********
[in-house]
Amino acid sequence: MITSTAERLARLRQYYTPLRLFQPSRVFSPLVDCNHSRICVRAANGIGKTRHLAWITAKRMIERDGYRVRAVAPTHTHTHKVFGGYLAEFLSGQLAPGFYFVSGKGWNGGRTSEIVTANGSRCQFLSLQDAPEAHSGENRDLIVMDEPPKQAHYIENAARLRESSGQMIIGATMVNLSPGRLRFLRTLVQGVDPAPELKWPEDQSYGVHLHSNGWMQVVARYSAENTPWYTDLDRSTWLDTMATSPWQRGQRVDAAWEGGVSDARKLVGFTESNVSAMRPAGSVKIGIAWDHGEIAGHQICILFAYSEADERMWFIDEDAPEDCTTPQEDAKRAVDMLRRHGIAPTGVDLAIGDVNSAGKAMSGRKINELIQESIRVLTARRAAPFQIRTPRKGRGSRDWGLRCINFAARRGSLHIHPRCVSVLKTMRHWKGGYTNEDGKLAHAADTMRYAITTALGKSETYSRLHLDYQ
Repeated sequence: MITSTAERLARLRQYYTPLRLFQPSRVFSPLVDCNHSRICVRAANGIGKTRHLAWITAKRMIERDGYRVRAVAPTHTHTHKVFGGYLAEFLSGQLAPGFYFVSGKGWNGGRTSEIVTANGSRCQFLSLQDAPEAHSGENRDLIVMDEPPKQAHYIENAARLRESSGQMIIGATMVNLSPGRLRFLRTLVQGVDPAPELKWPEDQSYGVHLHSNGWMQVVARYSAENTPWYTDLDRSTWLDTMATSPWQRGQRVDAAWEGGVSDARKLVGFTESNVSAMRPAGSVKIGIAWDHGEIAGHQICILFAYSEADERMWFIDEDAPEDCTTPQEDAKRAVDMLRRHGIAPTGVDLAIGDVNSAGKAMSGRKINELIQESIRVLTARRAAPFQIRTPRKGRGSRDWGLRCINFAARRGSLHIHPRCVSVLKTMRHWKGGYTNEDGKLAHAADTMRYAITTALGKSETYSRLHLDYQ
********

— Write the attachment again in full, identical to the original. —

[in-house]
Amino acid sequence: MITSTAERLARLRQYYTPLRLFQPSRVFSPLVDCNHSRICVRAANGIGKTRHLAWITAKRMIERDGYRVRAVAPTHTHTHKVFGGYLAEFLSGQLAPGFYFVSGKGWNGGRTSEIVTANGSRCQFLSLQDAPEAHSGENRDLIVMDEPPKQAHYIENAARLRESSGQMIIGATMVNLSPGRLRFLRTLVQGVDPAPELKWPEDQSYGVHLHSNGWMQVVARYSAENTPWYTDLDRSTWLDTMATSPWQRGQRVDAAWEGGVSDARKLVGFTESNVSAMRPAGSVKIGIAWDHGEIAGHQICILFAYSEADERMWFIDEDAPEDCTTPQEDAKRAVDMLRRHGIAPTGVDLAIGDVNSAGKAMSGRKINELIQESIRVLTARRAAPFQIRTPRKGRGSRDWGLRCINFAARRGSLHIHPRCVSVLKTMRHWKGGYTNEDGKLAHAADTMRYAITTALGKSETYSRLHLDYQ
Repeated sequence: MITSTAERLARLRQYYTPLRLFQPSRVFSPLVDCNHSRICVRAANGIGKTRHLAWITAKRMIERDGYRVRAVAPTHTHTHKVFGGYLAEFLSGQLAPGFYFVSGKGWNGGRTSEIVTANGSRCQFLSLQDAPEAHSGENRDLIVMDEPPKQAHYIENAARLRESSGQMIIGATMVNLSPGRLRFLRTLVQGVDPAPELKWPEDQSYGVHLHSNGWMQVVARYSAENTPWYTDLDRSTWLDTMATSPWQRGQRVDAAWEGGVSDARKLVGFTESNVSAMRPAGSVKIGIAWDHGEIAGHQICILFAYSEADERMWFIDEDAPEDCTTPQEDAKRAVDMLRRHGIAPTGVDLAIGDVNSAGKAMSGRKINELIQESIRVLTARRAAPFQIRTPRKGRGSRDWGLRCINFAARRGSLHIHPRCVSVLKTMRHWKGGYTNEDGKLAHAADTMRYAITTALGKSETYSRLHLDYQ